Tidbits from Ricci on the Second Circuit's Disposition:

There is relatively little in Justice Kennedy's majority opinion that directly addresses the handling of this case by the U.S. Court of Appeals for the Second Circuit. There are, however, some interesting passages from some of the other opinions that suggest disagreement with how the Second Circuit panel resolved the case.

First, Justice Ginsburg's dissent contains an interesting footnote -- Footnote 10 -- suggesting that she and the other dissenters were prepared to vacate and remand the case as recommended by the Obama Administration's amicus brief.

10. The lower courts focused on respondents' "intent" rather than onwhether respondents in fact had good cause to act. See 554 F. Supp. 2d 142, 157 (Conn. 2006). Ordinarily, a remand for fresh consideration would be in order. But the Court has seen fit to preclude further proceedings. I therefore explain why, if final adjudication by this Court is indeed appropriate, New Haven should be the prevailing party.
This would suggest that even the Court's dissenters believed that the Second Circuit did not properly address the issues raised by the New Haven firefighters, even if they would adopt a standard that would make it difficult for the firefighters to prevail.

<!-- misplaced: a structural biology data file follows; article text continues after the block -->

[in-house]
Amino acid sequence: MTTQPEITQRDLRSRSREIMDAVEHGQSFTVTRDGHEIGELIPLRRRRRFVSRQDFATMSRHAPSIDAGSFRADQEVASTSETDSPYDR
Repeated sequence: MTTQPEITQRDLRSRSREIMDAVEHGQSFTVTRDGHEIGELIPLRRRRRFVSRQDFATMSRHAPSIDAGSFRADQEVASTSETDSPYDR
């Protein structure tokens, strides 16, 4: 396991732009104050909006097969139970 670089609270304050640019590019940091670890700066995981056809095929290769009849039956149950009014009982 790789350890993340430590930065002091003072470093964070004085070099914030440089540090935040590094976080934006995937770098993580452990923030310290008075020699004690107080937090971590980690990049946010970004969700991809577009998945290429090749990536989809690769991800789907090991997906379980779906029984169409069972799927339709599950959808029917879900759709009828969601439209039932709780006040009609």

There's also some interesting language at the close of Justice Alito's concurrence (joined by Justices Thomas and Scalia) that I read as a subtle rebuke to Judge Sotomayor and the Second Circuit panel (which expressed sympathy to the firefighters in its per curiam opinion), as well as a rejection of an "empathy" standard for judicial decision-making.

Petitioners were denied promotions for which they qualified because of the race and ethnicity of the firefighters who achieved the highest scores on the City's exam. The District Court threw out their case on summary judgment, even though that court all but conceded that a jury could find that the City's asserted justification was pretextual. The Court of Appeals then summarily affirmed that decision. The dissent grants that petitioners' situation is "unfortunate" and that they "understandably attract this Court's sympathy." Post, at 1, 39. But "sympathy" is not what petitioners have a right to demand. What they have a right to demand is evenhanded enforcement of the law—of Title VII's prohibition against discrimination based on race. And that is what, until today's decision, has been denied them.